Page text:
On the structural denaturation of biological analytes in trapped ion mobility spectrometry – mass spectrometry†
Key to native ion mobility/mass spectrometry is to prevent the structural denaturation of biological molecules in the gas phase. Here, we systematically assess structural changes induced in the protein ubiquitin during a trapped ion mobility spectrometry (TIMS) experiment. Our analysis shows that the extent of structural denaturation induced in ubiquitin ions is largely proportional to the amount of translational kinetic energy an ion gains from the applied electric field between two collisions with buffer gas particles. We then minimize the efficiency of the structural denaturation of ubiquitin ions in the gas phase during a TIMS experiment. The resulting “soft” TIMS spectra of ubiquitin are found largely identical to those observed on “soft” elevated-pressure ion mobility drift tubes and the corresponding calibrated cross sections are consistent with structures reported from NMR experiments for the native and A-state of ubiquitin. Thus, our analysis reveals that TIMS is useful for native ion mobility/mass spectrometry analysis.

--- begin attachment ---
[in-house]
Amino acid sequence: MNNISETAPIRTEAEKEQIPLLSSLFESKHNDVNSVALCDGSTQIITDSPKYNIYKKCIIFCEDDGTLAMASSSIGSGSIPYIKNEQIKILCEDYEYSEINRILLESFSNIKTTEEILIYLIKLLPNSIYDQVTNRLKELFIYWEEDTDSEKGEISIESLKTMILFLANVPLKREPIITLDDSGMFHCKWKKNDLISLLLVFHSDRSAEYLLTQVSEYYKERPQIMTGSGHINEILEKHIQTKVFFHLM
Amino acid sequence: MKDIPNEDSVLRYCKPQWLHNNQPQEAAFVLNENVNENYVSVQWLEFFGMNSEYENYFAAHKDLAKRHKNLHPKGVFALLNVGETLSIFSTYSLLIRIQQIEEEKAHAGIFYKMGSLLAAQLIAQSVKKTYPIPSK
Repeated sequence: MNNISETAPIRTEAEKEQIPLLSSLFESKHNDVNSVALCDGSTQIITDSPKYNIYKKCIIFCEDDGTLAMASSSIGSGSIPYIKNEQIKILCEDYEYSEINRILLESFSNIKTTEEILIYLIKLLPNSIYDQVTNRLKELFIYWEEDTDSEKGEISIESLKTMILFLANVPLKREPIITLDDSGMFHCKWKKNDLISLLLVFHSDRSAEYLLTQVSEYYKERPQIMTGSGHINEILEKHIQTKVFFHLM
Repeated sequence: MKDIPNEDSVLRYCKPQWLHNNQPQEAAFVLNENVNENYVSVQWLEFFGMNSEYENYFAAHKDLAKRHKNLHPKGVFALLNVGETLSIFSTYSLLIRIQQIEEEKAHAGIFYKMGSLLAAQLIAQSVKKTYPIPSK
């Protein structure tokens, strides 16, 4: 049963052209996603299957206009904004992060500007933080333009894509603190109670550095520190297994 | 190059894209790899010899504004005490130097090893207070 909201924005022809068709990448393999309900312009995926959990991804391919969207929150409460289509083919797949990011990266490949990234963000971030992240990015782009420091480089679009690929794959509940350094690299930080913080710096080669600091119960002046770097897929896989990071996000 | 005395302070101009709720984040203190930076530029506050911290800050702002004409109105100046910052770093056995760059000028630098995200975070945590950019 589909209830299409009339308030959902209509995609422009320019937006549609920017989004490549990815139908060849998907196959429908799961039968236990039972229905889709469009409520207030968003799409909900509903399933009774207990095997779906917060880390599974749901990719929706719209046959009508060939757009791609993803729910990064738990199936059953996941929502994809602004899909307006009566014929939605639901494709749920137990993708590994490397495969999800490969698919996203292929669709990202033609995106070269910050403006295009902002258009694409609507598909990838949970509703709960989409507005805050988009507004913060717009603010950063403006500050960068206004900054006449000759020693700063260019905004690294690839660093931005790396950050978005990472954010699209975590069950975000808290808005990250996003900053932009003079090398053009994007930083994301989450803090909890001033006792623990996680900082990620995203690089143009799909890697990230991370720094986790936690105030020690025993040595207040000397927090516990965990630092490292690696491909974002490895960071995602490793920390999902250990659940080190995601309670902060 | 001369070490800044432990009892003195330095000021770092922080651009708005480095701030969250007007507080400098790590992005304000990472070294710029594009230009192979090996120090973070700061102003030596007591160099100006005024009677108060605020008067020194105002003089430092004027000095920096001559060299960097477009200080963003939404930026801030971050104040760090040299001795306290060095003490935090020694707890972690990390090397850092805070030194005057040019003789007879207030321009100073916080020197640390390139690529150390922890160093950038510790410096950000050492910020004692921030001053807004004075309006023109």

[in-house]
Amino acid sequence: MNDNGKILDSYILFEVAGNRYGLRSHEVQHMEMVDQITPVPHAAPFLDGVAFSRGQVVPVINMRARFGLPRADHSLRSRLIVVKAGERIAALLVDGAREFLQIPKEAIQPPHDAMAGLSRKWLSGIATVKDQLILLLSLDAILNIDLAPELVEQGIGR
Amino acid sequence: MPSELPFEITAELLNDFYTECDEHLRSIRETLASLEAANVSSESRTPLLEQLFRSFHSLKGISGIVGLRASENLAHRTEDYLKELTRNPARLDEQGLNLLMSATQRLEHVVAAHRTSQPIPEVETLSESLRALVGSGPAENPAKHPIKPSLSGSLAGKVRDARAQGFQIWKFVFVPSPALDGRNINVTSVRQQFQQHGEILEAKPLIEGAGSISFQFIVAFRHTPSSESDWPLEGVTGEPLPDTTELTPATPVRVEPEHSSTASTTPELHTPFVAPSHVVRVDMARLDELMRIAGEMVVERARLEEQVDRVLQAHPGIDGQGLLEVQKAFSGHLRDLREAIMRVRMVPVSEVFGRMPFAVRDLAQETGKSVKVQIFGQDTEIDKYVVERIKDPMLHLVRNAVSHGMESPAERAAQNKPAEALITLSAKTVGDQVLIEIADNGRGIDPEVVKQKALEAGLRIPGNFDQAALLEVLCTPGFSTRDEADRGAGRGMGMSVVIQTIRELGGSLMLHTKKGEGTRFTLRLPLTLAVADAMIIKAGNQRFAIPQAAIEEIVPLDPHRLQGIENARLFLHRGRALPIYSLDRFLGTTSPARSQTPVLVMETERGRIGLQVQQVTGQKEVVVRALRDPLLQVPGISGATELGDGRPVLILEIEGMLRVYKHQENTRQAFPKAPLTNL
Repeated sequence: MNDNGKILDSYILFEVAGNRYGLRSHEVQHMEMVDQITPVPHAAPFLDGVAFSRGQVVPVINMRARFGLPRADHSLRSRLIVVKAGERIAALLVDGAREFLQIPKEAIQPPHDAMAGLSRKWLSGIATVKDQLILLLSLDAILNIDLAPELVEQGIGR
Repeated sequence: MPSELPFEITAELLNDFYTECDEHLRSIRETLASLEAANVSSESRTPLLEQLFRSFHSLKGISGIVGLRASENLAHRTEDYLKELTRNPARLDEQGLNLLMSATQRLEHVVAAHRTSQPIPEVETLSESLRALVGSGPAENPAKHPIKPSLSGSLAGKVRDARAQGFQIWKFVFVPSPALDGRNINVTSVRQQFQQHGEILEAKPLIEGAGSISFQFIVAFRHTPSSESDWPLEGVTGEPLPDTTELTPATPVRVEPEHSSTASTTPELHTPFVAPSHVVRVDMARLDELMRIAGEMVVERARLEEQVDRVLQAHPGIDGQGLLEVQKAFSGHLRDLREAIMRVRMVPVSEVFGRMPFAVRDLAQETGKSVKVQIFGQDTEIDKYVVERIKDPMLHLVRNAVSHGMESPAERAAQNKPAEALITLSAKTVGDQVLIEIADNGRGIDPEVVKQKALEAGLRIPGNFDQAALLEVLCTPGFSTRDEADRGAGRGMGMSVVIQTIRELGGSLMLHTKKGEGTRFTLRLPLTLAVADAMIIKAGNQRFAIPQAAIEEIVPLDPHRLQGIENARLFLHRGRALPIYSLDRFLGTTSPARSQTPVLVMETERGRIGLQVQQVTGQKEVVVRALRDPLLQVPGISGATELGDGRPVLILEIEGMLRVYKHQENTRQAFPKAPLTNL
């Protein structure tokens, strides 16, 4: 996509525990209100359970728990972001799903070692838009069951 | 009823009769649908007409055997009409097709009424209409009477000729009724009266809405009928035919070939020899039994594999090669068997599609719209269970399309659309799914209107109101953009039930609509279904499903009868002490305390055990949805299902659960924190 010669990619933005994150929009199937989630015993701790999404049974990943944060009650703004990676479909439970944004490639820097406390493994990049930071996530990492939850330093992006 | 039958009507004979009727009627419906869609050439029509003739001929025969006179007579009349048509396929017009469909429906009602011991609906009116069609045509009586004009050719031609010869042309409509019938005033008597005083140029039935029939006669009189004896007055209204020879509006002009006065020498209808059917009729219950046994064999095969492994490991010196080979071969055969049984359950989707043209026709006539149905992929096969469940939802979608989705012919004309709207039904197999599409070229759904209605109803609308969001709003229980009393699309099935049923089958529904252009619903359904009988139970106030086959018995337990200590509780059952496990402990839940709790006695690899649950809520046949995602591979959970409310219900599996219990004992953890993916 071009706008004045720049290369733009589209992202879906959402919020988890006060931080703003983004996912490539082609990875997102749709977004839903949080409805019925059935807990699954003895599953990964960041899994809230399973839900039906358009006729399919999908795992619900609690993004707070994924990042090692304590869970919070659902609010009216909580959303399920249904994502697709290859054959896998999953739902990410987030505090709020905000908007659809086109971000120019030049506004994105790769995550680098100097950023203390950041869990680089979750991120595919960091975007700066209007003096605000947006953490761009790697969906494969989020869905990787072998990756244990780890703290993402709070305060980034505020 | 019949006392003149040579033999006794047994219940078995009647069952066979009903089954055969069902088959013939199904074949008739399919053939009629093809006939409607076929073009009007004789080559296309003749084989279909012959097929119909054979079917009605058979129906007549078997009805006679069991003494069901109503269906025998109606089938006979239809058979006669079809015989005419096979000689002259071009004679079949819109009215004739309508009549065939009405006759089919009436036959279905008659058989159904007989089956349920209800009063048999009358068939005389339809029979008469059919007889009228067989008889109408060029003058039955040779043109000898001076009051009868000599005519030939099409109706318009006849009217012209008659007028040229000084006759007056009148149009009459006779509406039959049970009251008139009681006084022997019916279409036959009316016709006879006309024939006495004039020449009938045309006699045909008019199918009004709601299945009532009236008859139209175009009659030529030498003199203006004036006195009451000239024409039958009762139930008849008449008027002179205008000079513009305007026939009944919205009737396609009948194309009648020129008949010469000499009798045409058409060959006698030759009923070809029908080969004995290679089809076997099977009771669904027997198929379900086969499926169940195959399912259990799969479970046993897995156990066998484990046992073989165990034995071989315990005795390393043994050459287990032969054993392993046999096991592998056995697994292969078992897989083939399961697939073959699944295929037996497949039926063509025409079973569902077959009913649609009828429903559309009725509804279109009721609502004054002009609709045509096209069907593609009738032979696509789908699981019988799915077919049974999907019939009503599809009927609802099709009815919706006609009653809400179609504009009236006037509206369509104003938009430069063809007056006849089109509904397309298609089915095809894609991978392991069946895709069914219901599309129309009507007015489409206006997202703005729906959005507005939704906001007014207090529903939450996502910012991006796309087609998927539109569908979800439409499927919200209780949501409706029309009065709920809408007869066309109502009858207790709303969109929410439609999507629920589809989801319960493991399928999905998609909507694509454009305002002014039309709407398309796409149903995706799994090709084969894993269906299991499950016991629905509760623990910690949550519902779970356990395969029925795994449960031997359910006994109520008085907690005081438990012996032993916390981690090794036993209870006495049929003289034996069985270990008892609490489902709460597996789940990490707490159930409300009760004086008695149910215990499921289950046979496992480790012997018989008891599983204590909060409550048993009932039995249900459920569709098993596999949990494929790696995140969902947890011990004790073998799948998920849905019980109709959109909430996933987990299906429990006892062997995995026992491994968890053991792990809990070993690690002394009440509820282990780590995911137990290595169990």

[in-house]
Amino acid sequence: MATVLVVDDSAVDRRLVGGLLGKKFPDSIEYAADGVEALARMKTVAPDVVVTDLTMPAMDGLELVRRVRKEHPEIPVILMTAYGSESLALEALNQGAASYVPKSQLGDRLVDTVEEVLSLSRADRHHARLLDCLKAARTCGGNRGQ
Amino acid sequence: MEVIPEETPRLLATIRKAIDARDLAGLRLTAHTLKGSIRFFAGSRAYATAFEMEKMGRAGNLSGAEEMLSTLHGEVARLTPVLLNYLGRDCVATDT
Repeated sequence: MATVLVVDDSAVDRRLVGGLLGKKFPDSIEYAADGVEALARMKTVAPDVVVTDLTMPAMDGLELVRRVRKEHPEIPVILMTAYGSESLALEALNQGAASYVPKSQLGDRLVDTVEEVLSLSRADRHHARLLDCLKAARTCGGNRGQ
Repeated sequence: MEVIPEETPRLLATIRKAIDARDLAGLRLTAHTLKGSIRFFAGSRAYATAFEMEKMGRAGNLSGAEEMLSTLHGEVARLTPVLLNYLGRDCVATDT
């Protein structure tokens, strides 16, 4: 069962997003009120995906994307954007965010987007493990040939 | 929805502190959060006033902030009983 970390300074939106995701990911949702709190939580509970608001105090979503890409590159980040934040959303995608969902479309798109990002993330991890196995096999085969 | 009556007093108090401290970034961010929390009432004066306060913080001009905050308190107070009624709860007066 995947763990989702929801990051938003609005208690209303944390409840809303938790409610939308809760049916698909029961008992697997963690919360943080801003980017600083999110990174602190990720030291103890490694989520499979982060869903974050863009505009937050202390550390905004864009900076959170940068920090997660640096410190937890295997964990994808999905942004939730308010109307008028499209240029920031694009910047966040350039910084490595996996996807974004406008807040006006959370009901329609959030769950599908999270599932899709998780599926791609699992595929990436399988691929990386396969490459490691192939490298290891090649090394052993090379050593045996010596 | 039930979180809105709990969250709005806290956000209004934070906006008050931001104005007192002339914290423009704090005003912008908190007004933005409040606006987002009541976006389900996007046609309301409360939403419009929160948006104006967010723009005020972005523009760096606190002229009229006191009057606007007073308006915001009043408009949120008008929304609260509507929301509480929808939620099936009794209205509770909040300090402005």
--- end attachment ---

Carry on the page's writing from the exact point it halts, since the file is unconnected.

- This article is part of the themed collection: Emerging Investigators